When discussing rescues in avalanche accidents, mostly technology and innovation concerning avalanche beacons are brought up, while there is another location tool which is essential within a rescue team: the avalanche rescue dog.
Avalanche rescue dogs date back to 1937, to the first documented rescue, when a kid buried by an avalanche was rescued by a non trained dog, who tracked the position of the victim by his own initiative, therefore enabling his location and rescue. Avalanche rescue dogs can be classified broadly as either trailing (and tracking) dogs or airscenting dogs. Tracking dogs use human scent as a reference (a single scent, from the missing person), having to discriminate the rest of scents; these dogs typically work on lead, and mostly keep their nose to the track to capture any scent molecule and particles from the victim. Beagels, Bloodhounds among others, are predominant breeds for these tasks. Airscenting dogs, on the contrary, are multitask and can specialize in different disciplines (collapsed buildings, avalanche and large areas).
“Airscenting dogs can take approximately 4 to 8 minutes to locate a victim buried by a 10.000m2, 1 to 2 meters deep avalanche.”
On the other hand, airscenting dogs do not keep their nose to the ground, instead, they raise their head to capture any human scent particles suspended in the air, particles within a virtual scent cone. They are capable of tracking a large area within a short period of time.
Airscenting dogs can take approximately 4 to 8 minutes to locate a victim buried by a 10.000m2, 1 to 2 meters deep avalanche.Using an airscenting dog, it is crucial to manage the search correctly and the handler must introduce the dog in the area facing the wind, which will cut the aforementioned cone, enabling the location of the victim in the shortest period of time. The optimal and most efficient method is to lead the dog in Z shape.
“Another essential quality in a rescue dog is courage: it is crucial that a dog is courageous in order to be exposed to danger without the external pressure of his guide, and to hold on to this situation, even when it goes against his survival instinct.”
Some specific breeds have optimal skills to work on avalanche rescue, such as German shepherds, Belgian Mallinois shepherds, Labrador retrievers, Golden retrievers or Border Collies
Rescue Dogs: skills and characteristics
A dog must meet ideal physical conditions and morphology for the task: a strong, agile, medium sized dog. Besides, the dog must have certain inborn qualities, such as a tendency to hunt (the desire to prosecute a prey), a tendency for prey (the desire to liberate its prosecution anxiety through the bite), and to search intensively (interest and persistence to find a prey). At the same time, he must have a sociable and balanced personality.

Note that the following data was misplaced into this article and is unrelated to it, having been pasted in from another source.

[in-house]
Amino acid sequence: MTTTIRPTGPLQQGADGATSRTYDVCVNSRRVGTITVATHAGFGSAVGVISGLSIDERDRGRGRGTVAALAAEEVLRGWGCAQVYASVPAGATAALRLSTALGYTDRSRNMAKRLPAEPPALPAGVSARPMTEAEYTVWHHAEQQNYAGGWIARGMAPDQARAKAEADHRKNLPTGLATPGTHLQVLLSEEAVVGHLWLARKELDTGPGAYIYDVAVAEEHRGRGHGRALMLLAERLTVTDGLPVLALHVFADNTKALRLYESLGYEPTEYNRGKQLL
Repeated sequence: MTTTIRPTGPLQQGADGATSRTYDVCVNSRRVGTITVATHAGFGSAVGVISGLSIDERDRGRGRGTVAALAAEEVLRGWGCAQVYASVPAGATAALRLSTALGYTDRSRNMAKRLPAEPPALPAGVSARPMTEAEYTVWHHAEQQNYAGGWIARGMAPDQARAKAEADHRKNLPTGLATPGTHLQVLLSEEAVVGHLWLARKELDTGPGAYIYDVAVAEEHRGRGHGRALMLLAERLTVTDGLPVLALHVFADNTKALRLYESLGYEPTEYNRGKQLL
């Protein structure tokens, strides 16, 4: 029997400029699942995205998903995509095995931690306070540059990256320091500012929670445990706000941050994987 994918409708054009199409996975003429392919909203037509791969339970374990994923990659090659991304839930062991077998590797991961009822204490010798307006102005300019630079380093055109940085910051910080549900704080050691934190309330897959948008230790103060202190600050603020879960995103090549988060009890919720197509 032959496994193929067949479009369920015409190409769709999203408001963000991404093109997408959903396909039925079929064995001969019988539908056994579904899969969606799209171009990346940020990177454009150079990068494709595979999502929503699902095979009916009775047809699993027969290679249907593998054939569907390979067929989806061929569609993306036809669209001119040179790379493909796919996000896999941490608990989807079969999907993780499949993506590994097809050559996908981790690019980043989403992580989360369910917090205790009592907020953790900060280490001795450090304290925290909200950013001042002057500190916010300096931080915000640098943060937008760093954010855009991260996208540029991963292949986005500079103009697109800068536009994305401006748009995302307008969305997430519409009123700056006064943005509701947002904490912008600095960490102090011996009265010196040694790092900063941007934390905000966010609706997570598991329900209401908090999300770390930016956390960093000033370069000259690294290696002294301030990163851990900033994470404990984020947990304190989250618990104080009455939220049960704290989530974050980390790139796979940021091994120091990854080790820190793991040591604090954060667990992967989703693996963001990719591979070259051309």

Another essential quality in a rescue dog is courage: it is crucial that a dog is courageous in order to be exposed to danger without the external pressure of his guide, and to hold on to this situation, even when it goes against his survival instinct.
Searching Human Scent:
The dog’s smelling system is designed to detect chemical substances around him, which exist in different concentrations and are transported through the atmosphere or deposited on surfaces. The rescue dog is trained to search an ensemble of substances expelled by the human body, whose origin and properties are very diverse.
We have to consider that during an actual search, residual scents may exist, either those from the rescue team members, from previously rescued victims, from the victims’ gear or from dead animals caught by the avalanche. An operational dog must discriminate these scents, although they can occasionally attract its attention, it shouldn’t mark them as hot spots; we name this “faux marking”.
“An avalanche dog, is not only used to locate, but also to discriminate and confirm the existence of possible victims.”
We should bear in mind, that snow is the surface where residual scents persist the longest, which makes the search harder for the dog. An avalanche dog, is not only used to locate, but also to discriminate and confirm the existence of possible victims.
An avalanche rescue dog marks a victim’s location through scratching and barking, in this order; when the dogs fails to attain the victim due to terrain difficulty, exhaustion or stress, he will start to bark.
Once the dog marks a real situation, the guide will come close and confirm with his probe the existence of a possible victim; then, he will reward the dog, discretely giving it the biter. In a situation with multiple victims, once the first victim is confirmed with the probe, the guide will resume the search of other victims with the dog, while the rest of the rescue team will use shovels to proceed with the victim extraction protocol. It is advisable not to urinate, eat or smoke, neither to remain seated in the working area. It is absolutely forbidden to play with the dog while it is at work; the rest of the rescue team and people in the area should totally ignore the dog.
The dog guide’s profile must be that of a mountain specialist within a professional rescue team: the pair needs to be autonomous in this field, as in most situations, he will not rely on other colleagues to execute his function. Therefore, a good dog guide must be a good skier and he must have the appropriate physical and psychological training; he must have good knowledge of winter forecasting, snow science and meteorology, and a good training on mountain techniques.
Ivan Muñoz Bernabé (Fireman and dog guide at the Ribagorza-Huesca county in Spain, Avalanche Specialist)